The same holds true for Christine Lamer, a 35-year-old information technology requirements specialist from Springfield, Virginia, who has worked at the Pentagon for the last five years.

“We have seven children and one in college so this has been a tough year,” she said as she made her way to the train station after getting her furlough notice.

“It will impact what we are able to provide for our children,” Lamer said. “It’s their education at risk. My job apparently is no longer stable.”

Lamer finds it “sad” that Congress can’t reach a budget agreement without making people suffer.

“We’re just being used in this game,” she said.

* * *

The president today met with people who stand to benefit from the Affordable Care Act that is at the heart of the House’s budgetary dispute with the White House, then brought them out to the Rose Garden.

“One faction of one party in one house of Congress in one branch of government” has shut down the government, Obama said, with the beneficiaries behind him. “They’ve shut down the government over an ideological crusade to deny affordable health insurance to Americans.”

Had both parties had a chance to vote on a stopgap budget free of any restrictions on “Obama-care” in the House, he said, the government would not have closed non-essential services today

“The longer this shutdown continues, the worse the effects will be,” said Obama, urging the House’s Republicans “to reopen the government. “They don’t get to hold the whole economy hostage over ideological demands.”

* * *

House Speaker John Boehner accuses the president of engaging in “scorched-Earth” tactics.

“The president isn’t telling the whole story when it comes to the government shutdown,” Boehner writes today in an opinion essay for USA Today. “The fact is that Washington Democrats have slammed the door on reopening the government by refusing to engage in bipartisan talks. And, as stories across the country highlight the devastating impact of Obamacare on families and small businesses, they continue to reject our calls for fairness for all Americans.”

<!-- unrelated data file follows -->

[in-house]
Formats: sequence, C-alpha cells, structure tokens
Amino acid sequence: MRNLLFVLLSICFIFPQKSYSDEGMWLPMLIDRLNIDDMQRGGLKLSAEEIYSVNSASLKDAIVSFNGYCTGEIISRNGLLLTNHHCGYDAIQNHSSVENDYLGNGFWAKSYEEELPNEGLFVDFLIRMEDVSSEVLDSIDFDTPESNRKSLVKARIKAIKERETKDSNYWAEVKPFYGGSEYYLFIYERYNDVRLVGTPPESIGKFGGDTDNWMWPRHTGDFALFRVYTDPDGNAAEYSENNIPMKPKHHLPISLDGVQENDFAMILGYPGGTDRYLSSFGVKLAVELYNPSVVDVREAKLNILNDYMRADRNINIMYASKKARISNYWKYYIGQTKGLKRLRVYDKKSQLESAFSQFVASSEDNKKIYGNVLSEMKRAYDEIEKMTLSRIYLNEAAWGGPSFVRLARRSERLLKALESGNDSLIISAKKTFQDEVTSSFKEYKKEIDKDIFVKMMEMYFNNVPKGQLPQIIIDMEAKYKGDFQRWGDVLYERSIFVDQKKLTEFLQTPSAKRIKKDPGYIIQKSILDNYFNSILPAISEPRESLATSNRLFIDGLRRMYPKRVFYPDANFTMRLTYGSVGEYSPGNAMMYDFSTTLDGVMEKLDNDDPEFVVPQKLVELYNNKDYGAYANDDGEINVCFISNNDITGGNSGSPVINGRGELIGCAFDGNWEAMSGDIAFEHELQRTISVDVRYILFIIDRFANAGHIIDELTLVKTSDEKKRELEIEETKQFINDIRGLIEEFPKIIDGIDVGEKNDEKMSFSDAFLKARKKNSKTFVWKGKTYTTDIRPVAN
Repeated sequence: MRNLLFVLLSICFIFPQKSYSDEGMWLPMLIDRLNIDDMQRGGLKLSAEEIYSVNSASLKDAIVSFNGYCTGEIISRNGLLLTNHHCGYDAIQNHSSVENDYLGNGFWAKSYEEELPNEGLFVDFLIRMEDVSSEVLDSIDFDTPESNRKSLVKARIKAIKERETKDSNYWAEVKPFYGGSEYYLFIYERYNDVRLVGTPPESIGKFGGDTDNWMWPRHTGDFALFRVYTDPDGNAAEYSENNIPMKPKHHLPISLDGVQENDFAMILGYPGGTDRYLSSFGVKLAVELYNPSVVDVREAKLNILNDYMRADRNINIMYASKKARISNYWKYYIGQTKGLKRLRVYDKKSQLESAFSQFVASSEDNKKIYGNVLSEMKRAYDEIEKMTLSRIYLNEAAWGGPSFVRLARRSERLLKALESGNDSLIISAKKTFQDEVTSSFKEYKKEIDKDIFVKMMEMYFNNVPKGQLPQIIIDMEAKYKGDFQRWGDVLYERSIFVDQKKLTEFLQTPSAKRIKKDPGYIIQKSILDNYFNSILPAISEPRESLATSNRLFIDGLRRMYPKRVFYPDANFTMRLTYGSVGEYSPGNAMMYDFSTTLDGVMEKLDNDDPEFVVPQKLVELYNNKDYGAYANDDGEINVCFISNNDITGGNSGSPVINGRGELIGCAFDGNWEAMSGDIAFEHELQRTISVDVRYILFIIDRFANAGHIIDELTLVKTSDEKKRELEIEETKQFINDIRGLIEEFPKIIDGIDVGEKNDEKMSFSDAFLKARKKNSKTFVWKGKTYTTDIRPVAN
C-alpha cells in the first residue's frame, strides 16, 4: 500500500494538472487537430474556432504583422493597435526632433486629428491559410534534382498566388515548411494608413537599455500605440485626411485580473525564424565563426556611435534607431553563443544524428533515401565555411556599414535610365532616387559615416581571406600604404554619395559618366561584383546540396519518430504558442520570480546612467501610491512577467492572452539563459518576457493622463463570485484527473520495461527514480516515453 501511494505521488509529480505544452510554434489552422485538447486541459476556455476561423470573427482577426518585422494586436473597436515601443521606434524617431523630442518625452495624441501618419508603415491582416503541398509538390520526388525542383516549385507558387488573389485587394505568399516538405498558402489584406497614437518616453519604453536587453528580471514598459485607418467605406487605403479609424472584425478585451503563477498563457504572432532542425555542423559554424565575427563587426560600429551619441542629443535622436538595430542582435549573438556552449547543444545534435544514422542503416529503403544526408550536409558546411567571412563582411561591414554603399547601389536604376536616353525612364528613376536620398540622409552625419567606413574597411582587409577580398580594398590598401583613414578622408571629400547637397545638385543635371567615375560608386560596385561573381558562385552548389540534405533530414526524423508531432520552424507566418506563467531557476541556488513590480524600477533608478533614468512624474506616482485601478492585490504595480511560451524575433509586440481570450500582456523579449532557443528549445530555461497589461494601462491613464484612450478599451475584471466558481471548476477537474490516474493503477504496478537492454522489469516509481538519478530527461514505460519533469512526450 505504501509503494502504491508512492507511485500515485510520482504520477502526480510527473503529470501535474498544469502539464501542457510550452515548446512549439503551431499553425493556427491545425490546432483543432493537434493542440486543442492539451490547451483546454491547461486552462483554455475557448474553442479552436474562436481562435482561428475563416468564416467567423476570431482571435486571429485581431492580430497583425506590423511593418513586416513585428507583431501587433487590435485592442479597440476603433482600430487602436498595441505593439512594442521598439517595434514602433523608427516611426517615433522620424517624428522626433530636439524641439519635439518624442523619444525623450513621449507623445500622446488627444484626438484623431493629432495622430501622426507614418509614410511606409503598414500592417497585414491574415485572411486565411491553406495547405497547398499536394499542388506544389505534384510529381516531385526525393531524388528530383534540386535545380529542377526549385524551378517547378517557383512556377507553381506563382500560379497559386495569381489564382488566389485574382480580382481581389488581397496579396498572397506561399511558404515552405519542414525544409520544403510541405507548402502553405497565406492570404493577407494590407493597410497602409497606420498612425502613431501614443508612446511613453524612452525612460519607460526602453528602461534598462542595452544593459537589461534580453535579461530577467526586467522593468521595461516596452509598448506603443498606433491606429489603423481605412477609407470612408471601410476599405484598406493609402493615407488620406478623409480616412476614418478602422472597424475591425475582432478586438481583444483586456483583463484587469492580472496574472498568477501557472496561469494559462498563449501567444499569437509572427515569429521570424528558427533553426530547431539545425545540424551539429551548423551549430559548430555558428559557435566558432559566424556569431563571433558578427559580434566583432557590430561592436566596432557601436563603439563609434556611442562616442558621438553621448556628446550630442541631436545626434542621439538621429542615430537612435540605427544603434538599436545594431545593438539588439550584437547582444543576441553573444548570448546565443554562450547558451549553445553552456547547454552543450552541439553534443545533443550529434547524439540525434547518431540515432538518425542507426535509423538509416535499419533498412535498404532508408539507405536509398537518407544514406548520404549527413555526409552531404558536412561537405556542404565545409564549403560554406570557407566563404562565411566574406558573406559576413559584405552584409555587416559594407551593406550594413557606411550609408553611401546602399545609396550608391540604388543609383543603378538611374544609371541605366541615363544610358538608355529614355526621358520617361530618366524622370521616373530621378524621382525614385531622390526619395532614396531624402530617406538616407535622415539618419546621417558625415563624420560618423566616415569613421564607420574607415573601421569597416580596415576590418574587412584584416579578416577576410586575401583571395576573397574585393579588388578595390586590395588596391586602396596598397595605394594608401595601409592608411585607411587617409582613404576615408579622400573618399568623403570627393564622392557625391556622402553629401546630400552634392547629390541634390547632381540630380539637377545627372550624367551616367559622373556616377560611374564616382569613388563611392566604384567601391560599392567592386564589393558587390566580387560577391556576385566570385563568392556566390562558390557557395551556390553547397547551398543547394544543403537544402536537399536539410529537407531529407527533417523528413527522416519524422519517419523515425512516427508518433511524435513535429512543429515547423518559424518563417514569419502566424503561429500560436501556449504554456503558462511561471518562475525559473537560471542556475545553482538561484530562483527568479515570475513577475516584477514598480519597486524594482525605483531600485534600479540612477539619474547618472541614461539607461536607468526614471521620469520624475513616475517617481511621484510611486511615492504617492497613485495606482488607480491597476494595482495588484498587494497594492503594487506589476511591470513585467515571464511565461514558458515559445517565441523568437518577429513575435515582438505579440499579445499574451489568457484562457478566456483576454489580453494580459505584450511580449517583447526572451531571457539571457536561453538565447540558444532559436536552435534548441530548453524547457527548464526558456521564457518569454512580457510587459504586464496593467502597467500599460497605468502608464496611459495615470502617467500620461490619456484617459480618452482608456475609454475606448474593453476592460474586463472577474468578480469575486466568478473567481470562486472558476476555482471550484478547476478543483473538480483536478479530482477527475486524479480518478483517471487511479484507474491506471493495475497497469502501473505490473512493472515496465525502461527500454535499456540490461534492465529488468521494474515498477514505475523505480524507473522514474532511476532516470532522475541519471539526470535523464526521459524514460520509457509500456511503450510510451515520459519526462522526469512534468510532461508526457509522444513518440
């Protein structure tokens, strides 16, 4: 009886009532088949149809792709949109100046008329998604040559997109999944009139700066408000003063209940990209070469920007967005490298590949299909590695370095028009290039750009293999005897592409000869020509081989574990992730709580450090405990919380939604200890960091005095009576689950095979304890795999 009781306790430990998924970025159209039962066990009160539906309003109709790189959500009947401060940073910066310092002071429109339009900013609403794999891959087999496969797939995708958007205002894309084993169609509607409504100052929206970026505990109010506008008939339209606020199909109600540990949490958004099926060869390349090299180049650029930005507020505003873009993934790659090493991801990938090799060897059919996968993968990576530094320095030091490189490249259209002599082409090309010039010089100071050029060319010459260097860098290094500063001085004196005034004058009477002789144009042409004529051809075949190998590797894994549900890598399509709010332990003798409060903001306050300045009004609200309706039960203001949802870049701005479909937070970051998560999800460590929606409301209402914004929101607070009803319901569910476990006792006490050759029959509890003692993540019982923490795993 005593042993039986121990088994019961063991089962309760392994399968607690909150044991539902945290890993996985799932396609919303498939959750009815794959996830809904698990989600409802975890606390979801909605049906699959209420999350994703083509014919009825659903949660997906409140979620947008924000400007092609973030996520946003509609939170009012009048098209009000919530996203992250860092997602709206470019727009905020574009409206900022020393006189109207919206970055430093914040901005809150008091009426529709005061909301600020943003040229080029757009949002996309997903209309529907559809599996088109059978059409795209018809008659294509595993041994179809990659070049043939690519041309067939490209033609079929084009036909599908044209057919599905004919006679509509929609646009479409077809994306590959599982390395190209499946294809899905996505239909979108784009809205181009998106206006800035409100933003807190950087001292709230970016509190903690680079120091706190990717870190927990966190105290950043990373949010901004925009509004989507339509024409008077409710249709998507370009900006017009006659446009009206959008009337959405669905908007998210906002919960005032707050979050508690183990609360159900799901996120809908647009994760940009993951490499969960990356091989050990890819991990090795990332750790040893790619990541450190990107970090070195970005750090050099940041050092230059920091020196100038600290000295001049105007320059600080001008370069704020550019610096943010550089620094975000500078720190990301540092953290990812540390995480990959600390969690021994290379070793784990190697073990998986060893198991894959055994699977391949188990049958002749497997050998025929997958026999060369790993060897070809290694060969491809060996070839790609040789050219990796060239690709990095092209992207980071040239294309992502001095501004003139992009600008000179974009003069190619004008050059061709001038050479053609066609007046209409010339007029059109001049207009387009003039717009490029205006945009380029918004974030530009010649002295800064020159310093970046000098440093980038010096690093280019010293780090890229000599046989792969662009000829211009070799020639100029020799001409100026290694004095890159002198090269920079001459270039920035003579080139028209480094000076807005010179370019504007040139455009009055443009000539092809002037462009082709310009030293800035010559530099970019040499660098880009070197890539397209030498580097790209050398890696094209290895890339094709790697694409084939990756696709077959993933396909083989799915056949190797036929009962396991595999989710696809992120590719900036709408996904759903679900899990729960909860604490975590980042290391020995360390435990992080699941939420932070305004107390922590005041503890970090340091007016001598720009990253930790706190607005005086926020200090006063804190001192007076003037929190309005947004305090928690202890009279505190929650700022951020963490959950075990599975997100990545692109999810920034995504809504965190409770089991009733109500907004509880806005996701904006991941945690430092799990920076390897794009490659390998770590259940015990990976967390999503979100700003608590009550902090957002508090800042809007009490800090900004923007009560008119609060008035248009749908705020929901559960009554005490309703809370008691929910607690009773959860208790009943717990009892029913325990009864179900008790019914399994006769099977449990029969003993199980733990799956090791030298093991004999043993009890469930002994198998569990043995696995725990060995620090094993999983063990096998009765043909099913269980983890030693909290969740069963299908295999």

“This is part of a larger pattern: the president’s scorched-Earth policy of refusing to negotiate in bipartisan way on his health care law, current government funding, or the debt limit,” the Ohio Republican writes.

“In the meantime, in just a few weeks, Congress must act to raise the debt limit to pay the tab for President Obama and Washington’s out-of-control spending,” Boehner writes. “There is no way Congress can or should pass such a bill without spending cuts and reforms to deal with the debt and deficit and help get our economy moving again. But President Obama refuses to even talk about negotiating such a bipartisan agreement.”

“For years, the president has said that in a divided government, no one gets 100 percent of what they want. But when will his words match his actions?”

 

 

* * *

Is this a shutdown, a partial shutdown or a slowdown?

Republicans appear to be rallying around a slowdown — less ominous-sounding.

Remember the author of “Nine-Nine-Nine?” He’s on the slowdown bandwagon:

It also fits a broader theme the party is pressing:

* * *